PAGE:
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With a young woman.

He tucked the dagger into his belt, reaching up to touch the pendant and Etta’s earring beneath his shirt. Let the ends justify the means.

“Thank you,” he told Li Min. She had been a stranger mere days before. Now she was attempting to comfort him, when what he needed most was a voice of reason beyond the berating one in his mind. He would never forget it.

“That’s the minuet,” Sophia whispered, crawling back over the slight slant in the roof. “Do you want to wait until they’re a few more dances in?”

Ironwood’s balls always began with a minuet, during which he danced with a lady of his choosing. The focus of all of the attendees would be on the dancers congregated on the first floor of the old house, gliding around the card tables, trays of food, and hothouse flowers. Even Ironwood’s bevy of guards might be distracted long enough for Nicholas to make his entrance on the third floor.

He shook his head. The time was now, or he’d never muster the strength.

THE HOMES ALONG QUEEN STREET—SPARED BY THE FIRE TO the west of Broad Way—were tall, proud creatures that might have been transplanted from the streets of London’s gentry. The old Ironwood house, by virtue of the man’s ego, was a rose among daisies, his own palace from which to rule an empire of centuries. Its endless series of windows, and the natural attention it drew, of course, made it damned hard to creep up on if one made one’s approach from the street.

Rope, tied to the chimney of the neighboring house, tossed with a hastily procured grappling hook onto Ironwood’s roof, made the task easier—but only just. Without the use of his right hand, Nicholas had to hook his right arm and both legs over the rope, and inch forward with an agonizing, awkward slowness. Sophia followed at a determined pace, and he found his expectations disappointed when Li Min didn’t walk across the rope like a cat, but deigned to cross it like a mere mortal.

The rope was cut free, a section falling slack against the neighboring house. The remaining length was tied to Ironwood’s chimney. Li Min used it to walk down the back of the house and then along its walls, passing between the windows with practiced ease. Suddenly, Nicholas had no problem seeing her at home on a pirate ship.

She disappeared from their sight, but he heard her negotiating a window below them.

“Rather handy, isn’t she?” Sophia said with clear appreciation, leaning over the edge of the roof to watch her at work. Nicholas gripped the back of her dark jacket to keep her from tumbling off the ledge.

A tug on the rope told him it was safe to descend, but Sophia, who was to keep watch, stopped him. She seemed to be struggling to speak; her mouth twisted as though she’d tasted something bitter.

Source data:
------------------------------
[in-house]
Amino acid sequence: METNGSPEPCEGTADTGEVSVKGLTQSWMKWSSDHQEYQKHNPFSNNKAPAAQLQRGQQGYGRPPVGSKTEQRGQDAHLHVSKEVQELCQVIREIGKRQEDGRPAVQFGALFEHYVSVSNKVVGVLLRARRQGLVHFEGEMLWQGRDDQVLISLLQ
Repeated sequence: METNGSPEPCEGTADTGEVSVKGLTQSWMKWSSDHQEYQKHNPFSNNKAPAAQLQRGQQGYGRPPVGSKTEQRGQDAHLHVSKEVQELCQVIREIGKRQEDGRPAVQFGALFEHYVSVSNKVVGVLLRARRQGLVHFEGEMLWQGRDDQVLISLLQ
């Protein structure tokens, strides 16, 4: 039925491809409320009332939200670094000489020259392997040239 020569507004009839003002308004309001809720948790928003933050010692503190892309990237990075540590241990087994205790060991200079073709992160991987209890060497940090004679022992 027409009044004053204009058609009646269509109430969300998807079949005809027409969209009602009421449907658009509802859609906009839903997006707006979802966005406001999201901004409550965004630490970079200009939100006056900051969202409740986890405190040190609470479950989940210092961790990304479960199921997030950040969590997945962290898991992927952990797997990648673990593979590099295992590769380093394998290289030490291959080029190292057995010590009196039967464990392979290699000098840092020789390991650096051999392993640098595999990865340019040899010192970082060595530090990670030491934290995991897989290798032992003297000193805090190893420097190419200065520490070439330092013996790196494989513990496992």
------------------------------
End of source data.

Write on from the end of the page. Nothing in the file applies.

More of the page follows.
“You’ll be all right…won’t you?” she asked after a long moment.

“I’ll be quick, at least,” he said.

“Seems unfair,” she said as he began to edge down, gripping the rough rope. “He deserves a worse end than you’ll be able to give him.”

“If something happens—”

Sophia gripped him by the collar of his shirt. “Nothing is going to happen.”

Nicholas nodded. “Understood, ma’am.”

Sophia used the rope to ease him down just enough for Nicholas to swing his legs forward through the open window. Li Min reached out, pulling him the rest of the way through the frame.

His memory of the house’s layout had served him well, after all. Li Min took a candle from the wall of the servants’ staircase, leaning around the landing to ensure no one was coming. Though they were inside the house now, the staircase was so insulated, set so far apart from the house’s grandeur, that even the lively music seemed muted.

It was remarkable, he thought, how swiftly memory could cut a man. It was the air, the way it seemed to sour in his lungs, the familiar creaks of the floor, that upset his stomach. This was a house in which all things were eventually extinguished, even hope. Whatever composure he’d summoned took a lashing as he stood there; for a moment, he was too tense to think about moving, too afraid that he might see his mother’s ghost walking up the stairs toward him.

Nicholas felt Li Min’s eyes on his face, trying to take the measure of his response. He didn’t turn toward her. The bile in the back of his throat stung and burned, but he swallowed it, ashamed that standing within this house’s walls was enough for his past to begin nipping and tearing at his resolve.

He had thought he’d known hatred, but he had not realized it lived in this place like a fine coat of dust. The familiarity of it was devastating; in all the many ways he had changed, the house hadn’t. Even now, the shadows seemed to grasp at him, pulling at his skin, as if to remind him, You belong to me. You will always belong to me.

It would always claim a piece of him he would never have back.

I need to leave this place. Finish what he had come to do, and leave.

“Signal if you need assistance,” Li Min said. “If his death causes any of us to be orphaned, find your way back to Nassau in this year. We will regroup.”

He nodded, sliding the dagger she’d given him out of his belt. He couldn’t think of the consequences of this just yet. The passage they’d come through, to the north of the city, would likely collapse—but what else might? For decades, time had revolved around Ironwood himself, and there was no way to predict what might happen once the center of that control collapsed.

He began to climb the stairs. They were shorter than he remembered, but spoke to him each time he put his weight on them, reminding him why he was there, what he needed to do. For the first time, he was glad he had a blade instead of a flintlock. Perhaps he’d give the old man a cut for every year he’d stolen from her life.

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